There are commonly two types of anorexia and although it is more frequently found in women it is something that young men can develop as well. Symptoms can begin from age ten or even earlier:

 

Case Two: Shirley and David's story: finding the heart

ePub

Relationship breakdown

Often we are attracted to life partners for the very qualities that can eventually become difficult to us. There can be an unconscious positive and negative fit that is being worked out in any relationship. The specific example used in this chapter is a couple in a heterosexual relationship, but some of these issues are equally commonplace in homosexual relationships. It is common in relationships for us to become “stuck” or “polarised” in terms of power or control, to become preoccupied by a need to be “right” and to make the other person “wrong”. Fear plays a part in this, a fear of not wanting to be controlled by others, a fear of being out of control, a fear of not being good enough, a fear of being vulnerable. What can help us get beyond this “attack” or “defend” position is for us to begin to understand how the other person feels and how we feel ourselves. It is more difficult to stay being “right” when you can see beyond the logical arguments to the feelings underneath. This understanding increases the trust in the relationship, which makes it easier to move forward to a resolution.

 

CASE TWO Shirley and David’s story: finding the heart

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CASE TWO

Shirley and David’s story: finding the heart

Relationship breakdown ften we are attracted to life partners for the very qualities that can eventually become difficult to us. There can be an unconscious positive and negative fit that is being worked out in any relationship. The specific example used in this chapter is a couple in a heterosexual relationship, but some of these issues are equally commonplace in homosexual relationships. It is common in relationships for us to become “stuck” or “polarised” in terms of power or control, to become preoccupied by a need to be “right” and to make the other person “wrong”. Fear plays a part in this, a fear of not wanting to be controlled by others, a fear of being out of control, a fear of not being good enough, a fear of being vulnerable. What can help us get beyond this “attack” or “defend” position is for us to begin to understand how the other person feels and how we feel ourselves.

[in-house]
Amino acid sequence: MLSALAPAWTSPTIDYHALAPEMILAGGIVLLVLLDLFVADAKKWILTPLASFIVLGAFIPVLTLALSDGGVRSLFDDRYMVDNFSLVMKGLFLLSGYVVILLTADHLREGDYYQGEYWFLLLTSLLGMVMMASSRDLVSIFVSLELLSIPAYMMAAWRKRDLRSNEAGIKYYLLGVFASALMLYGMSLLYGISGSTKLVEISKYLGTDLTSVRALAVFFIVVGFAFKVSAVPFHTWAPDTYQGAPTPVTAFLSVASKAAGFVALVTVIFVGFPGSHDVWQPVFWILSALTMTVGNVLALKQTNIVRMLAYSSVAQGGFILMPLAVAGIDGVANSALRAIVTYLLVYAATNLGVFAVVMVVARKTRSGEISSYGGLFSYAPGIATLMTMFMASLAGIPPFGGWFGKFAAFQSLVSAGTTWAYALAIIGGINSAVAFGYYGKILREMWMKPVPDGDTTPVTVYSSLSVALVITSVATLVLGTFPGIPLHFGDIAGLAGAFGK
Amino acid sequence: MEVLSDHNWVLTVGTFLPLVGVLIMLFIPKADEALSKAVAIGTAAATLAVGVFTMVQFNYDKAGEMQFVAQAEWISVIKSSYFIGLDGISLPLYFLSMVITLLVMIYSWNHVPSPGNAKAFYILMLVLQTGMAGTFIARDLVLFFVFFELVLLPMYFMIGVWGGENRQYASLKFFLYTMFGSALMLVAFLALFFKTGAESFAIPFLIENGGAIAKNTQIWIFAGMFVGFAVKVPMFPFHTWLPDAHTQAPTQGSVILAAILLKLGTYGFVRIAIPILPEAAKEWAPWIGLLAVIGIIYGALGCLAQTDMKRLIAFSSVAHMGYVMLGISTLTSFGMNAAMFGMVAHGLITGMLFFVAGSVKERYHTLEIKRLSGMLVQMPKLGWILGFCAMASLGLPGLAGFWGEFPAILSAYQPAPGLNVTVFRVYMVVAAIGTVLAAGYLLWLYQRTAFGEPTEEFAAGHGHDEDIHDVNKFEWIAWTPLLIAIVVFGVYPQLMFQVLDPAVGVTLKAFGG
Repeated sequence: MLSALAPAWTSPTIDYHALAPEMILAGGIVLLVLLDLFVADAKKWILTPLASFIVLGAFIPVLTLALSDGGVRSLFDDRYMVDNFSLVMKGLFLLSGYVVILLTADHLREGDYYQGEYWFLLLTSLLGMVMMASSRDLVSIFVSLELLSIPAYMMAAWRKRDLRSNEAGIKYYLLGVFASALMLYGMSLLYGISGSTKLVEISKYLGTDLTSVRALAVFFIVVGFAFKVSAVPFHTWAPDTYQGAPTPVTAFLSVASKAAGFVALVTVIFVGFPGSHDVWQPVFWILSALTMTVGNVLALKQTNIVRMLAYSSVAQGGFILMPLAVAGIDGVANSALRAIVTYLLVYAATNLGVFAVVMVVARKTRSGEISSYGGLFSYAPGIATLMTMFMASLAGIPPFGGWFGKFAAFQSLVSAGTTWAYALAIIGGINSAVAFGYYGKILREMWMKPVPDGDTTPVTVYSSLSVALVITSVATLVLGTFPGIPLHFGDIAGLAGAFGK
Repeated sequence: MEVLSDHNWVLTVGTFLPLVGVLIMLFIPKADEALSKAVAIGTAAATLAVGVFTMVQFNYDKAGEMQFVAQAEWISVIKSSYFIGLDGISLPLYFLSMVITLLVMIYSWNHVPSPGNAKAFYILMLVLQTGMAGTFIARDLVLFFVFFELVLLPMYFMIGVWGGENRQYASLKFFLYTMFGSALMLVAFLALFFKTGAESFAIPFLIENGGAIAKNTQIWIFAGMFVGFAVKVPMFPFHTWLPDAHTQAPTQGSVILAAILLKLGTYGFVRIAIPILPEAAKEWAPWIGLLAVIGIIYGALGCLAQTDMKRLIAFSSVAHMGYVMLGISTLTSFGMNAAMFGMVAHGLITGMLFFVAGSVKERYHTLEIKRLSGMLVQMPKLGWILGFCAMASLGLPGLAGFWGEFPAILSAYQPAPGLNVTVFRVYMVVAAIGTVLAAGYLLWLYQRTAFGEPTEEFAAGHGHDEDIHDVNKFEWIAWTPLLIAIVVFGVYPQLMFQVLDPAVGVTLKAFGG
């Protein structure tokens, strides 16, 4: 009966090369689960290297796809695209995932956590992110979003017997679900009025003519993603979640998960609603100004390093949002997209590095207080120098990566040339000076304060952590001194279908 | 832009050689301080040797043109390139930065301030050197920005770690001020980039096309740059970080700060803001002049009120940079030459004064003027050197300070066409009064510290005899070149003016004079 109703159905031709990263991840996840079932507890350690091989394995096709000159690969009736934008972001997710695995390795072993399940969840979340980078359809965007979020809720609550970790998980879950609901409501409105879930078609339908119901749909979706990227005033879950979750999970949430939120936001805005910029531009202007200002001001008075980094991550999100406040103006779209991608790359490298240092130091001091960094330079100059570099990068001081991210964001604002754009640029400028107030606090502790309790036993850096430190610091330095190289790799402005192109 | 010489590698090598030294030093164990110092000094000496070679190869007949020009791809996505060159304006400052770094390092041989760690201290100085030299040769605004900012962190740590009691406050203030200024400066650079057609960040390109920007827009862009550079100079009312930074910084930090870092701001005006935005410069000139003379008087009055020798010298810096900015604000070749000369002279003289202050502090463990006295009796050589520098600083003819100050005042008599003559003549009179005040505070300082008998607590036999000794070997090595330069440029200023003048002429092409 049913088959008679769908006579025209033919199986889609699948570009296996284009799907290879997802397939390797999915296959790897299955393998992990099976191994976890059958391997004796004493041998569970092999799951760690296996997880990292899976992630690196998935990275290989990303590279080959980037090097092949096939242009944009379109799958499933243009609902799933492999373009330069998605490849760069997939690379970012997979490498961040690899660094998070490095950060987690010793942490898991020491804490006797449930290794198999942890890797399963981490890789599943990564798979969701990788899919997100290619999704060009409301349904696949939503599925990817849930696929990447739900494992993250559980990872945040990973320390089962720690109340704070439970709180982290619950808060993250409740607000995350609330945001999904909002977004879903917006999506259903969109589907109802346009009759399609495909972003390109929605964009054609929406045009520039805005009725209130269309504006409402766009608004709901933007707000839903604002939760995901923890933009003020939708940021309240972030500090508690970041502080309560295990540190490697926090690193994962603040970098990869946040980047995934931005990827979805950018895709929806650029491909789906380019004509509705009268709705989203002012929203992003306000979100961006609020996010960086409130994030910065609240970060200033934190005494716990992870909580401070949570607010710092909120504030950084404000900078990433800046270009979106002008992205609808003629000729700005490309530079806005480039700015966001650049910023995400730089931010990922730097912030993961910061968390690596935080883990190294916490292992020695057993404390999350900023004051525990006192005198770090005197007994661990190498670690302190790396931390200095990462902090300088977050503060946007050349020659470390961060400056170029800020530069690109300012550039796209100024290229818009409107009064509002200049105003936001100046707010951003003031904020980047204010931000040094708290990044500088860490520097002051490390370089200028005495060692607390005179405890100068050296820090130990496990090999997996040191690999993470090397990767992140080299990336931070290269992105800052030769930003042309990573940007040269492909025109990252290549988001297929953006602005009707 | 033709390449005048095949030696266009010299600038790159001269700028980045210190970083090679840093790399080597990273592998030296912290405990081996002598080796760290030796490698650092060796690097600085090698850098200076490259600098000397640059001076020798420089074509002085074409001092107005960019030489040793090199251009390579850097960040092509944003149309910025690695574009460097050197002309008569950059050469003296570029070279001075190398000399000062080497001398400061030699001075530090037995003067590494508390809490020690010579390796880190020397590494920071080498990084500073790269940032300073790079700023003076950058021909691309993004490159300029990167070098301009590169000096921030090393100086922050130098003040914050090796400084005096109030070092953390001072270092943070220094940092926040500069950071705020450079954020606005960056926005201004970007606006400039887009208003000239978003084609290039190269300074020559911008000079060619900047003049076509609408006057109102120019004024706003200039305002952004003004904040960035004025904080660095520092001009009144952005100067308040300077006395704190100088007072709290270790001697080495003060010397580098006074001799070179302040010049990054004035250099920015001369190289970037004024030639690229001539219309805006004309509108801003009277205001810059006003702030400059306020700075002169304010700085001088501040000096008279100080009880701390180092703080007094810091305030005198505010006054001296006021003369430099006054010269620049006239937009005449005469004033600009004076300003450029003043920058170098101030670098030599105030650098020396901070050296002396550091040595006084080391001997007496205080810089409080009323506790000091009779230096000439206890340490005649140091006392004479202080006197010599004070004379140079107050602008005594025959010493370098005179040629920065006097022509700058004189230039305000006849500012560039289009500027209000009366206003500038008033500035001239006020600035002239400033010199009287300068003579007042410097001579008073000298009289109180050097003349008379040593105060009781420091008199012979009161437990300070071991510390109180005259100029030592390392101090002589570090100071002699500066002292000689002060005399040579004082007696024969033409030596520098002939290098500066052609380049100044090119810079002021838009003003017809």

It is more difficult to stay being “right” when you can see beyond the logical arguments to the feelings underneath. This understanding increases the trust in the relationship, which makes it easier to move forward to a resolution.

 

CASE THREE Michael’s story: finding the joy

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CASE THREE

Michael’s story: finding the joy

Reactive (exogenous) depression here are many different types of depression. At one end of the continuum is a serious clinical depression or endogenous depression, which can be extremely debilitating, including marked psychotic symptoms and will certainly necessitate seeing a doctor, psychotherapist, or psychiatrist who will very likely prescribe antidepressants or antipsychotic drugs to balance the body chemically. At the other end of the continuum would be a less severe reactive depression or exogenous depression which can be a result of a substantial loss or disappointment. This could include the loss of a loved one or other important losses such as: a divorce or separation from a partner; moving away from friends or family; loss of identity, country or place; loss of a job or a chosen career; loss of job security or stress at work; loss of money or good health; social isolation; seasonal adjustment disorder; and even that sense of “emptiness” caused by the absence of “good enough” loving, secure and safe support that children ideally need in their early lives. Within this continuum there are other forms of depression: the depressive phase of manic-depressive or bi-polar illness; involutional melancholia,